In an ironic twist, the same week that eBay announces its joint anti-counterfeiting awareness and advocacy campaign with the Council of Fashion Designers of America, it was also held to be responsible for facilitating the sale of counterfeit merchandise on its website www.e-bay.co.uk in Europe. Here’s a summary of the decision.
The case is interesting as eBay plays an interesting role in the dissemination of counterfeit product globally.
L’Oreal SA and its subsidiaries launched a proceeding against individual defendants and eBay Inc. and its subsidiaries with regards to the sale of L’Oreal products on the website www.e-bay.co.uk, without L’Oreal’s consent.
L’Oreal is the owner of a number of UK trade-mark registrations and Community Trade-mark Registrations, which grants Europe-wide trade-mark protection, for a myriad of products. The individual defendants were selling counterfeit L’Oreal products, as well as products intended for markets outside of Europe and products not intended for sale at all, on e-Bay.
L’Oreal took issue with e-Bay’s capacity of facilitating the sale of counterfeit and unauthorized product in Europe. Moreover, L’Oreal maintains that e-Bay’s sale of keywords and sponsored links further facilitated the sale of counterfeit product.
Given that e-Bay is online, its reach is global. The Court was clear that just because a website is accessible globally that may not be sufficient to impose liability. If the website is targeted toward a specific geographic region, and the plaintiff has trade-mark rights in that country that are being infringed, it is appropriate to bring an action against the operator of the website. In this instance, it was very clear that the website was targeted toward Europe and L’Oreal had trade-mark rights in Europe.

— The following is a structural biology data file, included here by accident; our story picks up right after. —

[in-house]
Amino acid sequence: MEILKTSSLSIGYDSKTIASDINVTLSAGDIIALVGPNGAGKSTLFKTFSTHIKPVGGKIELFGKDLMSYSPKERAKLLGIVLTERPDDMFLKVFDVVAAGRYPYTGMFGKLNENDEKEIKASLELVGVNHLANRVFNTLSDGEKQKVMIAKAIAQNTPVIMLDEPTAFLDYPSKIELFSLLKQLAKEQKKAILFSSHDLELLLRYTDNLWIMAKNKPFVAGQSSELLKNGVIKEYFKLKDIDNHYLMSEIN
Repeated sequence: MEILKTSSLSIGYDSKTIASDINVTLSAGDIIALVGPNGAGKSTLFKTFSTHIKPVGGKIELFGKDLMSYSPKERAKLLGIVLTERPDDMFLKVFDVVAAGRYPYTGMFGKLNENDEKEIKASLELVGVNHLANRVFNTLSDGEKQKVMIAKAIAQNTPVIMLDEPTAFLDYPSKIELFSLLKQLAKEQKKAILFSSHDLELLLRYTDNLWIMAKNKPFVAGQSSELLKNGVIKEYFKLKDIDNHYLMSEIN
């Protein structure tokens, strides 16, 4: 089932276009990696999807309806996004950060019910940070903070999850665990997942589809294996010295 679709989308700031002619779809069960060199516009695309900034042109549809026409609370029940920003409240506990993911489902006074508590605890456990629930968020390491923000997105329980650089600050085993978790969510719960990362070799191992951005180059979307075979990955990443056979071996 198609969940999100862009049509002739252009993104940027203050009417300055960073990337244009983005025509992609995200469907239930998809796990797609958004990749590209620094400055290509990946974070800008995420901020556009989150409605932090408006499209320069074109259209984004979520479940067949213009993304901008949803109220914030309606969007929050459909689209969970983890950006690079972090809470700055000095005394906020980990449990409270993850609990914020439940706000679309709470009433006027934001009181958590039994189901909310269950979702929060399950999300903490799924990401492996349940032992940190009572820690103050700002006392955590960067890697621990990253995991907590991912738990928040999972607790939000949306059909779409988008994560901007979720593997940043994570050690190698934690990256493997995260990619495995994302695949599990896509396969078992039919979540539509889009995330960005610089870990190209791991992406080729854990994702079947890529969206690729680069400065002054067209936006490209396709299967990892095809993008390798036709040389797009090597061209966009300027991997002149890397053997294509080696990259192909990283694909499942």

The Court also held that as L’Oreal had clearly marked some of the product as “samples” or “not for sale”, it was clear that L’Oreal had specifically withheld its consent to allow these products from being sold in the marketplace.
Some of the products available, although they may not have been counterfeit, were sold without the appropriate packaging. The court held that especially in respect of perfumes and cosmetics, the packaging of the product is an integral component of the product branding. The removal of the packaging negatively affects the goodwill and reputation of the brand. Moreover, there are safety concerns as the packaging oftentimes contains important use guidelines.
eBay, by selecting search words that corresponded to L’Oreal’s trade-marks to those counterfeit or unauthorized products, elevated the opportunity to buy those products. The court held that eBay’s actions placed it as an advertiser of the online marketplace, which places eBay in an intermediary position, rather than as a passive by-stander. I wonder if this decision would have been different if eBay did not provide the opportunity to buy sponsored links or keyword advertising.